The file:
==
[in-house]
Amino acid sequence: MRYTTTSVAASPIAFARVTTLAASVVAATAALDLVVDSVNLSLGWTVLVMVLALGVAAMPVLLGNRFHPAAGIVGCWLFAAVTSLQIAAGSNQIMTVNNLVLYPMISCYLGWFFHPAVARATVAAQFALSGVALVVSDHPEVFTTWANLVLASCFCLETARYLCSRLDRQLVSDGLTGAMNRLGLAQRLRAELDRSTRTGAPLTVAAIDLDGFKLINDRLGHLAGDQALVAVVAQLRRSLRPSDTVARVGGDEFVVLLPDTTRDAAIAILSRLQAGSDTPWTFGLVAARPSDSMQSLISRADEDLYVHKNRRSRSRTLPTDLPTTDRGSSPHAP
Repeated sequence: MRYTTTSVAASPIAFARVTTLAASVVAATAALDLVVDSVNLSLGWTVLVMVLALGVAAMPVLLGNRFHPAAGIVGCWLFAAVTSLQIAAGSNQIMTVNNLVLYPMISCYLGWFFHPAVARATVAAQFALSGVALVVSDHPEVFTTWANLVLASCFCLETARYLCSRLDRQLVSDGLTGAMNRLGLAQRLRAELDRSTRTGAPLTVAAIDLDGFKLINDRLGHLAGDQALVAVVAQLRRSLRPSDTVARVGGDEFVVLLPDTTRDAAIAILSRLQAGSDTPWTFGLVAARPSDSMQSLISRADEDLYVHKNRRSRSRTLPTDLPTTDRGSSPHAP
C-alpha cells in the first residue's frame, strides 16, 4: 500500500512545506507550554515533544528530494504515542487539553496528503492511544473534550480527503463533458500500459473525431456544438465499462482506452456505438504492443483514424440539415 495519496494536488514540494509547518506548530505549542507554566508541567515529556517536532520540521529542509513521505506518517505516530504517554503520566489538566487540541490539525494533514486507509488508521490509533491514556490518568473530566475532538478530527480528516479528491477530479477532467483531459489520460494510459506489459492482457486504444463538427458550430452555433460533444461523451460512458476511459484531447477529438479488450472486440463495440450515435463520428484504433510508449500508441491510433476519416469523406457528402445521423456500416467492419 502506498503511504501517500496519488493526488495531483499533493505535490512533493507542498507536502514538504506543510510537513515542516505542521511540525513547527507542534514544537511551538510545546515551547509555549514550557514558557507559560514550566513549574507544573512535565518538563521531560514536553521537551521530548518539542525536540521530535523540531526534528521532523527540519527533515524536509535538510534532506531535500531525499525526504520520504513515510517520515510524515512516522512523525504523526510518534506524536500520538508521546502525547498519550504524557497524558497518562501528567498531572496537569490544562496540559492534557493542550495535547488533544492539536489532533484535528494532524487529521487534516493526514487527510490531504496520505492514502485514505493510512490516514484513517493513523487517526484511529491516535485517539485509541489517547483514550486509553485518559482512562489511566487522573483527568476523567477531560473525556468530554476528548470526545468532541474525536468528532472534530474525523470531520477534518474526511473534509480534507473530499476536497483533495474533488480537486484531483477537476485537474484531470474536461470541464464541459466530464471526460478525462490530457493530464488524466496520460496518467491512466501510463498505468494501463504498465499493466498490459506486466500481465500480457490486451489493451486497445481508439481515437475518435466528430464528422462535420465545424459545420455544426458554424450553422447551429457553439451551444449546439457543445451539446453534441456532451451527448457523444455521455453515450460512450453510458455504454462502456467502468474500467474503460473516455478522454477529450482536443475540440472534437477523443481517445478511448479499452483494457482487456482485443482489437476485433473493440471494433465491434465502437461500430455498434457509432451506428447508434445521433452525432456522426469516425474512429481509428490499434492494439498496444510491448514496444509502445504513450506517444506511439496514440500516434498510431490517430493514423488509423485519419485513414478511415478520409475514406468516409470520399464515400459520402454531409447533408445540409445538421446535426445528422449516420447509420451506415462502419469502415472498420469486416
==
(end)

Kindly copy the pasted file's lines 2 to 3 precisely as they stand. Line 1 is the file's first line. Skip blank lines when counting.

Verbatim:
Amino acid sequence: MRYTTTSVAASPIAFARVTTLAASVVAATAALDLVVDSVNLSLGWTVLVMVLALGVAAMPVLLGNRFHPAAGIVGCWLFAAVTSLQIAAGSNQIMTVNNLVLYPMISCYLGWFFHPAVARATVAAQFALSGVALVVSDHPEVFTTWANLVLASCFCLETARYLCSRLDRQLVSDGLTGAMNRLGLAQRLRAELDRSTRTGAPLTVAAIDLDGFKLINDRLGHLAGDQALVAVVAQLRRSLRPSDTVARVGGDEFVVLLPDTTRDAAIAILSRLQAGSDTPWTFGLVAARPSDSMQSLISRADEDLYVHKNRRSRSRTLPTDLPTTDRGSSPHAP
Repeated sequence: MRYTTTSVAASPIAFARVTTLAASVVAATAALDLVVDSVNLSLGWTVLVMVLALGVAAMPVLLGNRFHPAAGIVGCWLFAAVTSLQIAAGSNQIMTVNNLVLYPMISCYLGWFFHPAVARATVAAQFALSGVALVVSDHPEVFTTWANLVLASCFCLETARYLCSRLDRQLVSDGLTGAMNRLGLAQRLRAELDRSTRTGAPLTVAAIDLDGFKLINDRLGHLAGDQALVAVVAQLRRSLRPSDTVARVGGDEFVVLLPDTTRDAAIAILSRLQAGSDTPWTFGLVAARPSDSMQSLISRADEDLYVHKNRRSRSRTLPTDLPTTDRGSSPHAP